Editor’s Note: For 20 days in April, the Deseret News will profile 20 elite high school athletes from the 2020 graduating class and how they’re coping with the premature end of senior life on and off the field.
PARK CITY — Dylan Bauer was one of the mainstays on Park City’s football team last fall, racking up 1,970 yards and 20 touchdowns to lead the Miners all the way to the 4A title game where it came up short against Sky View.
The runner-up finish simply added to Bauer’s hunger to get back on field playing his best and favorite sport, the sport he earned a college scholarship for — lacrosse.
Park City won back-to-back lacrosse state championships in 2018 and 2019 with Bauer as one of the focal points, and he came into this spring excited about the prospect of a potential three-peat in the first year lacrosse was a UHSAA sanctioned sport.
In Park City’s first game back on back on March 9, it dominated Timpanogos 22-2 with Bauer recording five goals and four assists.
Park City never got a chance to play a second game as the the UHSAA suspended high school sports on March 12 at the recommendation of the Gov. Gary Herbert. The suspension will last at least until May 1, and many believe will wipe out the entire season.
“It’s pretty sad ‘cause we’ve all put in so much time and effort and senior year is supposed to be your most fun year,” said Bauer, who’s signed to play lacrosse this fall at Johns Hopkins, one of the top programs in the country.
“We’re more bummed about not having the memories, ‘cause practice we’re all together five and six days a week, and you just can’t get that time back, which sucks,” said Bauer.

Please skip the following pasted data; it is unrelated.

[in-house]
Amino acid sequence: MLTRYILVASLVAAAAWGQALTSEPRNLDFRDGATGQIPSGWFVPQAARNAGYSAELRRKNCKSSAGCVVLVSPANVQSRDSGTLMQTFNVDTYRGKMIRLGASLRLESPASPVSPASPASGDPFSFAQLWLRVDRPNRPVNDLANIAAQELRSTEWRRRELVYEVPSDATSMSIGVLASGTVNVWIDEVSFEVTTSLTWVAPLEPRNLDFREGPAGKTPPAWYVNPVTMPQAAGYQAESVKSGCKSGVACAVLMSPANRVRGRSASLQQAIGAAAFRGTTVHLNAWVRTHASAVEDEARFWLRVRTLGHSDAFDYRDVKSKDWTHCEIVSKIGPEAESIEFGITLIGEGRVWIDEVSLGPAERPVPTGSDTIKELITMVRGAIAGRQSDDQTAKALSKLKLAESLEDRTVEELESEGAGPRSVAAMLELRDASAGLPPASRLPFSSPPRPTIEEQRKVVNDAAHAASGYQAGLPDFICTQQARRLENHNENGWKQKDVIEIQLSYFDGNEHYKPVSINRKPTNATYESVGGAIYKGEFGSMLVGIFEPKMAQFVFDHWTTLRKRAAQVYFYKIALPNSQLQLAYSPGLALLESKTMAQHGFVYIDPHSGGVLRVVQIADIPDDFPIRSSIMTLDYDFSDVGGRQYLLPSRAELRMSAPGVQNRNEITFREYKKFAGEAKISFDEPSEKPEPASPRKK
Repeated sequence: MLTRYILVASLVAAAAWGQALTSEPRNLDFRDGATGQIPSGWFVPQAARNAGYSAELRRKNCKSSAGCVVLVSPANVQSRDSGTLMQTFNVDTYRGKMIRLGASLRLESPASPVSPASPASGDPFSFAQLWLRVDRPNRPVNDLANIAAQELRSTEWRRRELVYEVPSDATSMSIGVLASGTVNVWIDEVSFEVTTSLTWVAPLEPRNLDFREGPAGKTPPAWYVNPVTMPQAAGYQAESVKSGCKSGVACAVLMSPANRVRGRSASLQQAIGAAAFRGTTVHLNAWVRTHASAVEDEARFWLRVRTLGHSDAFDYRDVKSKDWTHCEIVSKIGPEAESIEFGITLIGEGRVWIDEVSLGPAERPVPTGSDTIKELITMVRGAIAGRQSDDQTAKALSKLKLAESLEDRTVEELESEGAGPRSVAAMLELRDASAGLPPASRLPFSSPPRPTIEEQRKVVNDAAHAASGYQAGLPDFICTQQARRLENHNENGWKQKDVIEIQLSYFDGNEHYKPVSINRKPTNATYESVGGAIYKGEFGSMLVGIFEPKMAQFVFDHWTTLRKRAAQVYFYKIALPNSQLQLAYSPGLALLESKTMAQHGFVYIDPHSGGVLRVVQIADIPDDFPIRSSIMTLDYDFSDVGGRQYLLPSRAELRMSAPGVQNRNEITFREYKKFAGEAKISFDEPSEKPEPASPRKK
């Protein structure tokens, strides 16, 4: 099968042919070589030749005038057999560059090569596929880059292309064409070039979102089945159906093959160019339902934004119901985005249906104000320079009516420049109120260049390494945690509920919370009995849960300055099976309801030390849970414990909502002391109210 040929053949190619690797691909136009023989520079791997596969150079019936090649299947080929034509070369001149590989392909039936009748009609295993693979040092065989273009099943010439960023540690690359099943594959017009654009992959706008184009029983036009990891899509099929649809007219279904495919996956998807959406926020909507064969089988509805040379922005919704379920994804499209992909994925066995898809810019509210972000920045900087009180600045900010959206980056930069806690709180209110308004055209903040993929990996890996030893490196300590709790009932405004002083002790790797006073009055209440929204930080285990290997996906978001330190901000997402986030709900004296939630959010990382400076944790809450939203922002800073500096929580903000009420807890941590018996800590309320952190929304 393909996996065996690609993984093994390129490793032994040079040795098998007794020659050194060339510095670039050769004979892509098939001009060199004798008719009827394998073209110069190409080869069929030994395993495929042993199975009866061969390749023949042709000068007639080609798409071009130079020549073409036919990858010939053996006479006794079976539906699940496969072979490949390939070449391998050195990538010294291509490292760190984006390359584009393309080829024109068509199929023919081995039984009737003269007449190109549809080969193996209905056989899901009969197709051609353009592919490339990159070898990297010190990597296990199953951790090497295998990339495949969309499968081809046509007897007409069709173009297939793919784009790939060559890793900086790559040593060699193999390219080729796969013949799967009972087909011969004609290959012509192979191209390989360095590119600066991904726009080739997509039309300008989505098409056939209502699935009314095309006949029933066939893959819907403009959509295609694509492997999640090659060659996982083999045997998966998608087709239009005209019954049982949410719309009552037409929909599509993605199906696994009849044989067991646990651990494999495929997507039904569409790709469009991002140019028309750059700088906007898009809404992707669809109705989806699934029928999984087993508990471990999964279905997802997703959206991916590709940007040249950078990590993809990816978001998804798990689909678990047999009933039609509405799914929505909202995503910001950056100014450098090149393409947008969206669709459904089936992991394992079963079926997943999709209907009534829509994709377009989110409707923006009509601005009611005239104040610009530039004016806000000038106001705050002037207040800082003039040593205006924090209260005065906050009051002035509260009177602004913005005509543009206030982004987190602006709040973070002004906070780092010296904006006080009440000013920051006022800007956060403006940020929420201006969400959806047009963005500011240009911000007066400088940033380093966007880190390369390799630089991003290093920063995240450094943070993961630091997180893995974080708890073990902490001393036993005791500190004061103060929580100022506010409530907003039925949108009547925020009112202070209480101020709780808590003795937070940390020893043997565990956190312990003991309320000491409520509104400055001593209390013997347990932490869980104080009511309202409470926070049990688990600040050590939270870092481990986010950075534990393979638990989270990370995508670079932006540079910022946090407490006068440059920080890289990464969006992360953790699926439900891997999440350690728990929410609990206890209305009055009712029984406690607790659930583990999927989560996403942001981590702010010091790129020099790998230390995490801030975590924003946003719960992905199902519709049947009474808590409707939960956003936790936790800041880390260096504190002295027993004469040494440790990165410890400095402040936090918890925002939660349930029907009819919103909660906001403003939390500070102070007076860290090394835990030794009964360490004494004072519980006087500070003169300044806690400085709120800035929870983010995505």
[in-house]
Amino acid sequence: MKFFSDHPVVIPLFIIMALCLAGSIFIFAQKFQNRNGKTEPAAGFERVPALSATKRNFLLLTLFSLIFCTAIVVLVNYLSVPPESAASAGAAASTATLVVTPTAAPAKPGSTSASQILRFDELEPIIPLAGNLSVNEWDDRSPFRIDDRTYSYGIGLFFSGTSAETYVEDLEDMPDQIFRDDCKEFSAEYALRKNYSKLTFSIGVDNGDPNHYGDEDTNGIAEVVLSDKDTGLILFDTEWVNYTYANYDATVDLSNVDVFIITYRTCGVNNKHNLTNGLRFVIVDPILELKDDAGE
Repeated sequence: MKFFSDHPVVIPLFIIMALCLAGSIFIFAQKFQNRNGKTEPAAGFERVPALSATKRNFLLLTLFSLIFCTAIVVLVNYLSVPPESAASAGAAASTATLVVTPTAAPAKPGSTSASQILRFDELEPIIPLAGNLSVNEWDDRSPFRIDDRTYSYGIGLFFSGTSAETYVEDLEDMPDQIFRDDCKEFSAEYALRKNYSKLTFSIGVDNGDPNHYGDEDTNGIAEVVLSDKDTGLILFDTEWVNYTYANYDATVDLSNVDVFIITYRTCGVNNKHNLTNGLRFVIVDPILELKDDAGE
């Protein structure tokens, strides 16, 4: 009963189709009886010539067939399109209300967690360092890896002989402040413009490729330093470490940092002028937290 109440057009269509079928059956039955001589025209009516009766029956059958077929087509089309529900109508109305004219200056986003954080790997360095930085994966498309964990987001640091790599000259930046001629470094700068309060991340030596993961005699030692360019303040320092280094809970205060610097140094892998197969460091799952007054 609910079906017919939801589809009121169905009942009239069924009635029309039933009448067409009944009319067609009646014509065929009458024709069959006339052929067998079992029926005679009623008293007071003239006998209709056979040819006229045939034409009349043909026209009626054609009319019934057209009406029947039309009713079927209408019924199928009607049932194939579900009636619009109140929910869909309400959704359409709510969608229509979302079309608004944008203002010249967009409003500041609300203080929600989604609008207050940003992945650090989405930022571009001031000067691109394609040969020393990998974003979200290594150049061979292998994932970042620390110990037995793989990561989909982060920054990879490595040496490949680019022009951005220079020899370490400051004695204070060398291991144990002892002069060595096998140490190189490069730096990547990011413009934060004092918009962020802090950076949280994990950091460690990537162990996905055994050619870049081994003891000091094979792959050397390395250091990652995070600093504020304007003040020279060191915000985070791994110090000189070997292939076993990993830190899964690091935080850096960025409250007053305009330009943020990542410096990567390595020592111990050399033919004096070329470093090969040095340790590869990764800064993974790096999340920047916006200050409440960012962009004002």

Amid the frustration, Bauer is keeping his frustration in perspective knowing COVID-19 is creating much larger problems around the world.
“It’s out of my power really, but at least we’re not going to war and getting drafted like the old days. This is bigger than social life and sports right now, but it definitely sucks. We can’t make this time back up, but it is what it is.”
The seriousness of the situation took a while to sink in for Bauer and some of his teammates even after school and sports were suspended. Even after the state announced schools were shutting down for two weeks back on March 12, Bauer said he still hung out with his friends that first night.
Everything changed over the next 24 to 48 hours as the news cycle painted a more serious picture of the coronavirus.
“We’ve all just been isolated ever since,” said Bauer.
Despite the isolation, one of the state’s top lacrosse players is keeping busy on the off chance the season resumes next month.
A trainer sends him a daily workout through an app, and the senior makes sure to lift and run every day while also getting in some lacrosse work in his front yard with his bounce back.
“I still have to get ready for college even if this season doesn’t get back. But I’ll be ready if it is,” said Bauer.
He and all of his Park City teammates are doing their best to stay home and practice social distancing, but for the seniors there’s a growing sadness each day.
“These are the kids I’ve been playing with since I was in third and fourth grade, and it definitely sucks that you’re not going to get to play with your childhood best friend again,” said Bauer.